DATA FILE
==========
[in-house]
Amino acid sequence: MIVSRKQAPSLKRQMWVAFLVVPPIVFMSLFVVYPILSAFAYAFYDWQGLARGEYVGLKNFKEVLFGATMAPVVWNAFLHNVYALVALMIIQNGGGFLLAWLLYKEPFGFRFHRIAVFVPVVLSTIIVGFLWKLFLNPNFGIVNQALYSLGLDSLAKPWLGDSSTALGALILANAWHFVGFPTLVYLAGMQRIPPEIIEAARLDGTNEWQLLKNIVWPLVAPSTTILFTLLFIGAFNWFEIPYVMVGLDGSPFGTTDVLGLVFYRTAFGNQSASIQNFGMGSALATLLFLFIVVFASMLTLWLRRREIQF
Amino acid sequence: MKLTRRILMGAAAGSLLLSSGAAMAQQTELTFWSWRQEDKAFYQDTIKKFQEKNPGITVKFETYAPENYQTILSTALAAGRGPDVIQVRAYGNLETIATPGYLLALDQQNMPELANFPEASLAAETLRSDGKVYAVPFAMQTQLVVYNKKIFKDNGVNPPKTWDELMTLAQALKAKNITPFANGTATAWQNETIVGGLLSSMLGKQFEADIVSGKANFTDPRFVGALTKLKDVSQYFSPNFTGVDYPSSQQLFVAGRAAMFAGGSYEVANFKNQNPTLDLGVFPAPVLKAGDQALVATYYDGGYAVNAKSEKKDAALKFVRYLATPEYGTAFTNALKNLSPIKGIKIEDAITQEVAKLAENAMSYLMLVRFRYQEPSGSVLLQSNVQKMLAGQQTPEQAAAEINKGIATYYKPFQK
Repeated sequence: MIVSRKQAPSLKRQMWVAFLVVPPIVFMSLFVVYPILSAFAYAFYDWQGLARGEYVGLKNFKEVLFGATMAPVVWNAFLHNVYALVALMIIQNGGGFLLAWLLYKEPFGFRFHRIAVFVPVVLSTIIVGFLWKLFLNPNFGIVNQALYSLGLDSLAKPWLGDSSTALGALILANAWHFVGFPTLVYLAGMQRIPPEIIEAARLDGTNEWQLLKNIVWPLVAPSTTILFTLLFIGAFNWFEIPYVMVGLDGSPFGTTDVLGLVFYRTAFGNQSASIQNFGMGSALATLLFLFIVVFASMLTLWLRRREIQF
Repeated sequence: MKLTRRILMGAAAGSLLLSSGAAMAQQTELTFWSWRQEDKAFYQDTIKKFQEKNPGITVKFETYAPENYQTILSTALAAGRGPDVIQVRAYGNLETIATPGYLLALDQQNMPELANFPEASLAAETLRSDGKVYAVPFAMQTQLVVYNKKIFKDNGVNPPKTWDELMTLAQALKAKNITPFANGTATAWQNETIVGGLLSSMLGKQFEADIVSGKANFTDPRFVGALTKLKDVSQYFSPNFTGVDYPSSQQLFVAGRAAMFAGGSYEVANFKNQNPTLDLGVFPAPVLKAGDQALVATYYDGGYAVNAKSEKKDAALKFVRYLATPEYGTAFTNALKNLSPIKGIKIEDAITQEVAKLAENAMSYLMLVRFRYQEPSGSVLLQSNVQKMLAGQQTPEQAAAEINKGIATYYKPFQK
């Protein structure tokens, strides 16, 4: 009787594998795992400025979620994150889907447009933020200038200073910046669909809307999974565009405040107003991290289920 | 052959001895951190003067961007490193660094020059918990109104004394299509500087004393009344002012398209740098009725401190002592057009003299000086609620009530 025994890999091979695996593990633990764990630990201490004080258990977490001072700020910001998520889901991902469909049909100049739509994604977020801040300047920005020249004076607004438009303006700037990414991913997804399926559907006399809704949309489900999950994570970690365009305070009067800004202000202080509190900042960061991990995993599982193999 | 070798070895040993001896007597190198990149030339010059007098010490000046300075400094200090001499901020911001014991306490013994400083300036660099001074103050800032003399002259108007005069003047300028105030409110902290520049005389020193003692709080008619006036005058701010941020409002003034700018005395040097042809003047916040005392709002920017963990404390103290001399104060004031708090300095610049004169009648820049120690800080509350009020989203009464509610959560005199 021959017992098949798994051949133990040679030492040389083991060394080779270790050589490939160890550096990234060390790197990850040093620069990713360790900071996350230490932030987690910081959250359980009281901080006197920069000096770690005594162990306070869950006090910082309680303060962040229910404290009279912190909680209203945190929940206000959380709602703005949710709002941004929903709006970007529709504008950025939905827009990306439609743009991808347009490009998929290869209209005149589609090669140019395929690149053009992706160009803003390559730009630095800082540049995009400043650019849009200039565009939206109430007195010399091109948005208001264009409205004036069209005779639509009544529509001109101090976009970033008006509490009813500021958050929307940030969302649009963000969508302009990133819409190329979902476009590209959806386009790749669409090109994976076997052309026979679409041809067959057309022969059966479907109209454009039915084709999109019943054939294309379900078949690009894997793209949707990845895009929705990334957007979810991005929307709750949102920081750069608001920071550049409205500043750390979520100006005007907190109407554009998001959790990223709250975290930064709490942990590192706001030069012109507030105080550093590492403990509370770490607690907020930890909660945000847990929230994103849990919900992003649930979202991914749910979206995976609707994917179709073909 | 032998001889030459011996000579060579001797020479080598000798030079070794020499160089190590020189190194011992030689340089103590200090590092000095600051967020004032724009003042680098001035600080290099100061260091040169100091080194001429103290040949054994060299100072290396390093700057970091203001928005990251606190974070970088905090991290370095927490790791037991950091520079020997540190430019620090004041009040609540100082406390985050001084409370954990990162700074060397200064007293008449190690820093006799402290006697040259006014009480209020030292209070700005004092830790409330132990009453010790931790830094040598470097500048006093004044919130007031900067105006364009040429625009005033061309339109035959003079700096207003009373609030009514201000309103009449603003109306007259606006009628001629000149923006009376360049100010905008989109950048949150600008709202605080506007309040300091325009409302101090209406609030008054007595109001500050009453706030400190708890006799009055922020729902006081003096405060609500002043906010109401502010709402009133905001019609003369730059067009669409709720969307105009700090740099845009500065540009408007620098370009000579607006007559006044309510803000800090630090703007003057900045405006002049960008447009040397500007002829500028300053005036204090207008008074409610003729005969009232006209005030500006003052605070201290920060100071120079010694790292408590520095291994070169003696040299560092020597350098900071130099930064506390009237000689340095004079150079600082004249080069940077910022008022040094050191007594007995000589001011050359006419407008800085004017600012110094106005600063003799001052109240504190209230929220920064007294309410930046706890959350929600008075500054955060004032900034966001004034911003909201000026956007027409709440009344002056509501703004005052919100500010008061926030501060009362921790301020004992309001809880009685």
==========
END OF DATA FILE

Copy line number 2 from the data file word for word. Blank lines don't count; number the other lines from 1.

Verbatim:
Amino acid sequence: MIVSRKQAPSLKRQMWVAFLVVPPIVFMSLFVVYPILSAFAYAFYDWQGLARGEYVGLKNFKEVLFGATMAPVVWNAFLHNVYALVALMIIQNGGGFLLAWLLYKEPFGFRFHRIAVFVPVVLSTIIVGFLWKLFLNPNFGIVNQALYSLGLDSLAKPWLGDSSTALGALILANAWHFVGFPTLVYLAGMQRIPPEIIEAARLDGTNEWQLLKNIVWPLVAPSTTILFTLLFIGAFNWFEIPYVMVGLDGSPFGTTDVLGLVFYRTAFGNQSASIQNFGMGSALATLLFLFIVVFASMLTLWLRRREIQF